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Posted in Vibrio on November 28, 2018
Succulent shrimp is a taste that sends the taste buds into overdrive. This delicious delicacy is a staple of the American diet and is a must for any visit to the beach. Scenes from Forrest Gump and his best friend Bubba’s love of shrimp come to mind when picturing shrimp. For if it’s good enough for Forrest Gump, it is good enough for me! As wisely told in the movie “shrimp is the fruit of the sea. You can barbecue it, boil it, broil it, bake it, saute it. Pan fried, deep fried, stir-fried. There’s pineapple shrimp, lemon shrimp, coconut shrimp, pepper shrimp, shrimp soup, shrimp stew, shrimp salad, shrimp and potatoes, shrimp burger, shrimp sandwich“. Unfortunately, as we enter the winter months those summer days at the beach feasting on shrimp are a distant dream. As a seafood, shrimp are not without their own danger. They can pose a huge food safety risk. The latest case happened in Raleigh, North Carolina with devastating impact, where shrimp and vibrio caused a man illness.
A man recently fell victim to deadly food poisoning after contracting a bacterial infection from shrimp. He was put at risk due to the recent Hurricane Florence which ravaged the East coast in September with 50 people dying in the Carolinas. This disaster hit North Carolina hard, being over 350 miles wide when it hit. Hurricane Florence knocked out power for hundreds of thousands of homes and downed trees. Life-threatening storm surges led to winds of up to 70 miles per hour and evacuation warnings for 1.7 million people in the area. Hurricane Florence is yet another example of how deadly mother nature can be. Global warming is leading to more devastating disasters such as this with hurricanes becoming stronger and more frequent.
There are strange circumstances regarding the infection of this man. First, he was infected by a shrimp that was given to him by a friend a whole three weeks after Hurricane Florence hit North Carolina. Second, he didn’t eat the shrimp, but rather transfer it into a smaller bag for freezing. His wife explained how “he took them out of the 10-pound bags and put them in smaller bags, and he put them in the freezer. That’s it.” As more information is becoming known to authorities, it is becoming clearer that he suffered from extreme bad luck. The situation turnt nasty and deadly extremely quickly and the medical community is still perplexed. After a few hours of his wife discovering that something was wrong, her husband was shaking and slurring his words. This tragic turn of events happened at a breathtaking pace.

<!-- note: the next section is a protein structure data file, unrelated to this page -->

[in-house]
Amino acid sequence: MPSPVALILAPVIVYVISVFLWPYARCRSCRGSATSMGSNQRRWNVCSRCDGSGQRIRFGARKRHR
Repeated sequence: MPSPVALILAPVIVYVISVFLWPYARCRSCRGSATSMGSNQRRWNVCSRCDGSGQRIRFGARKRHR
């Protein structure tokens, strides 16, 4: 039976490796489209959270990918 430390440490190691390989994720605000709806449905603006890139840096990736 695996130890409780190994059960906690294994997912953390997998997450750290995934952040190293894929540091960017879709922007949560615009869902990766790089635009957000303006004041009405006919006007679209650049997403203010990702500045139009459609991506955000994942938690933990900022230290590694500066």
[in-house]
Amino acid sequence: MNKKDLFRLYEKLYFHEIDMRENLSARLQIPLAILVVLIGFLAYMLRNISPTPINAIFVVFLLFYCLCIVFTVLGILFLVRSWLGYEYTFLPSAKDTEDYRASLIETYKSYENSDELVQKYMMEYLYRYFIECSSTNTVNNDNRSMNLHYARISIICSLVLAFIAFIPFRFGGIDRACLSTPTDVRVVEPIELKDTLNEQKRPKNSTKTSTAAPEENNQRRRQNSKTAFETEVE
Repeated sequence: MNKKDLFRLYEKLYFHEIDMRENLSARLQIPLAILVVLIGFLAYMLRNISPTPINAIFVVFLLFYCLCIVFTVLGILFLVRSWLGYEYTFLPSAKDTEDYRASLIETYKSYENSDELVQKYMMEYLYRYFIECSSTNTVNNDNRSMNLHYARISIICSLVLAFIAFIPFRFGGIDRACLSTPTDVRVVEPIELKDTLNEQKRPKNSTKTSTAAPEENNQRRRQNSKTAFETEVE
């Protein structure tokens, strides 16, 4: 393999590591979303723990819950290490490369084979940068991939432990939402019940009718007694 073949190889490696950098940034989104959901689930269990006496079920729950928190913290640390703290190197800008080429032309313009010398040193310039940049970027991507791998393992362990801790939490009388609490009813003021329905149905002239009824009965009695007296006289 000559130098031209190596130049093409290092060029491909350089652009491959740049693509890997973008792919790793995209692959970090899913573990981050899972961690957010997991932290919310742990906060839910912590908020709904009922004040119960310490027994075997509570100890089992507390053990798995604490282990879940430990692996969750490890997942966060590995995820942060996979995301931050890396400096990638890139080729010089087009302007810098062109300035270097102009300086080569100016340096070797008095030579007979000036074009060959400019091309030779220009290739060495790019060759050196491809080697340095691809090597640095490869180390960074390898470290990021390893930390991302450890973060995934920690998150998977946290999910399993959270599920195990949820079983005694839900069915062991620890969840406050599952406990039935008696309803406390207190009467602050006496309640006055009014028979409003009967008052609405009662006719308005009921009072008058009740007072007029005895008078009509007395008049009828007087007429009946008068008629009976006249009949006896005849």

Two days after the first discovery that something was wrong, the man was left fighting for his life and put on life support and into an induced coma at WakeMed in Raleigh, North Carolina. He had more than 11 bags of medically needed “stuff” dripping into a port within a port in his neck. He had been fighting against the odds and in the first two days, doctors said he had less than one percent chance to live. After intensive investigation from the doctors at WakeMed, a diagnosis of Vibrio vulnificus was given. This harmful bacteria lives in coastal waters and is more prevalent when the water is warmer. Clinton explains how “it entered his body and got in the bloodstream. It affected his organs – his heart, his liver, his kidneys.” His heart went from 40 percent function down to 25 percent. The bacteria ate up his lower left leg and right foot to the point that they might have to be amputated.